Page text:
## Lecture 22: Principal Components Analysis – Data 100, Fall 2020¶

Notebook originally by Josh Hug (Fall 2019)

Edits by Anthony D. Joseph and Suraj Rampure (Fall 2020)

In [1]:
import pandas as pd
import seaborn as sns
import matplotlib.pyplot as plt
import numpy as np


We often create visualizations in order to facilitate exploratory data analysis. For example, we might create scatterplots to explore the relationship between pairs of variables in a dataset.

The dataset below gives the "percentage body fat, age, weight, height, and ten body circumference measurements" for 252 men.

http://jse.amstat.org/v4n1/datasets.johnson.html

For simplicity, we read in only 8 of the provided attributes, yielding the given dataframe.

In [2]:
#http://jse.amstat.org/datasets/fat.txt
df3 = pd.read_fwf("data/fat.dat.txt", colspecs = [(17, 21), (23, 29), (35, 37),
(39, 45), (48, 53), (73, 77),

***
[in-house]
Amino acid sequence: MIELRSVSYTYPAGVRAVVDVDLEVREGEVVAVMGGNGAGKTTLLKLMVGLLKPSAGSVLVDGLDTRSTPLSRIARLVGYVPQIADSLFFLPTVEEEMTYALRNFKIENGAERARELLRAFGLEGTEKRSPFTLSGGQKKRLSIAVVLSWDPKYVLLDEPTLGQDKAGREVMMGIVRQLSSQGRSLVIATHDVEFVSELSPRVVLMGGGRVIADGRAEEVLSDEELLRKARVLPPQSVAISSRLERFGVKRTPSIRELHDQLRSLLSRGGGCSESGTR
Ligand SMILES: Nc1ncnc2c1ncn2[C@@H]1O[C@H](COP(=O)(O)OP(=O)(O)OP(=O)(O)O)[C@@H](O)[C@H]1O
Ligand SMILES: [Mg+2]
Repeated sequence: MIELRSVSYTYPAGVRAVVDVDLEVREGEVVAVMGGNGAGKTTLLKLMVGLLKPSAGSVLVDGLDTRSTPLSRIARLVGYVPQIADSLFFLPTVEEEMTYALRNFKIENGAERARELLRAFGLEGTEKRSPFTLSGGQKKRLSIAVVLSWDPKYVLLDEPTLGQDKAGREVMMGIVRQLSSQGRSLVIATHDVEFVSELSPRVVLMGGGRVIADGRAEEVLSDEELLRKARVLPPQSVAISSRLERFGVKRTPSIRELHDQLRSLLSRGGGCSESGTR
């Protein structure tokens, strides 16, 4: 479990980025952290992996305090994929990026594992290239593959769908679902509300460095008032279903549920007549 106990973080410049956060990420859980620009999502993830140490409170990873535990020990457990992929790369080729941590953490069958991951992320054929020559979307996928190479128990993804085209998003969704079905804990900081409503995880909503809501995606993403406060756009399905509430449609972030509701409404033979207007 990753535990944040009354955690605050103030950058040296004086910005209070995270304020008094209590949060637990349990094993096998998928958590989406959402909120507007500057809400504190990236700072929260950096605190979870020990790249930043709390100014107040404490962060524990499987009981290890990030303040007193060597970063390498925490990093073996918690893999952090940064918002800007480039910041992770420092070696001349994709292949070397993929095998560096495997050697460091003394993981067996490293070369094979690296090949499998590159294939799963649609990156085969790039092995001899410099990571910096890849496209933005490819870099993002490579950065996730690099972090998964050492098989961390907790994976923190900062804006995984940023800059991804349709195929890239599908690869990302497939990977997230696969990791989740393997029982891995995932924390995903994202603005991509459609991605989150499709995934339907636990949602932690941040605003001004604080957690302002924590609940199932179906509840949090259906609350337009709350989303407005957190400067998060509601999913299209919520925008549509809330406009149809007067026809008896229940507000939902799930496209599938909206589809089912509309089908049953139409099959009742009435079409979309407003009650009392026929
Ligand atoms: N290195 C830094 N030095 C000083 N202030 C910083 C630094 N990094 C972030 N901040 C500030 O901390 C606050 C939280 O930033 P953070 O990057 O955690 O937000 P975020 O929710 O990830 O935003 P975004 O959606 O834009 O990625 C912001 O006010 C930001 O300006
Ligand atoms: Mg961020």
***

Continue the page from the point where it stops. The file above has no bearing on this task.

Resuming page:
(80, 85), (88, 93)], header=None, names = ["% fat", "density", "age", "weight", "height", "neck", "chest", "abdomen"])

Out[2]:
% fat density age weight height neck chest abdomen
0 12.3 1.0708 23 154.25 67.75 36.2 93.1 85.2
1 6.1 1.0853 22 173.25 72.25 38.5 93.6 83.0
2 25.3 1.0414 22 154.00 66.25 34.0 95.8 87.9
3 10.4 1.0751 26 184.75 72.25 37.4 101.8 86.4
4 28.7 1.0340 24 184.25 71.25 34.4 97.3 100.0

We see that percentage fat and density in g/cm^3 are almost completely redundant.

In [3]:
sns.scatterplot(data = df3, x = "% fat", y = "density");


By contrast, while there is a strong correlation between neck and chest measurements, the resulting data is very 2 dimensional.

In [4]:
sns.scatterplot(data = df3, x = "neck", y = "chest");


Age and height show a small correlation as peolpe seem to get slightly smaller with greater age in this dataset.

In [5]:
sns.scatterplot(data = df3, x = "age", y = "height");


We note that there is one outlier where a person is slightly less than 29.5 inches tall. While there are a extraordinarily small number of adult males who are less than three feet tall, reflection on the rest of the data from this observation suggest that this was simply an error.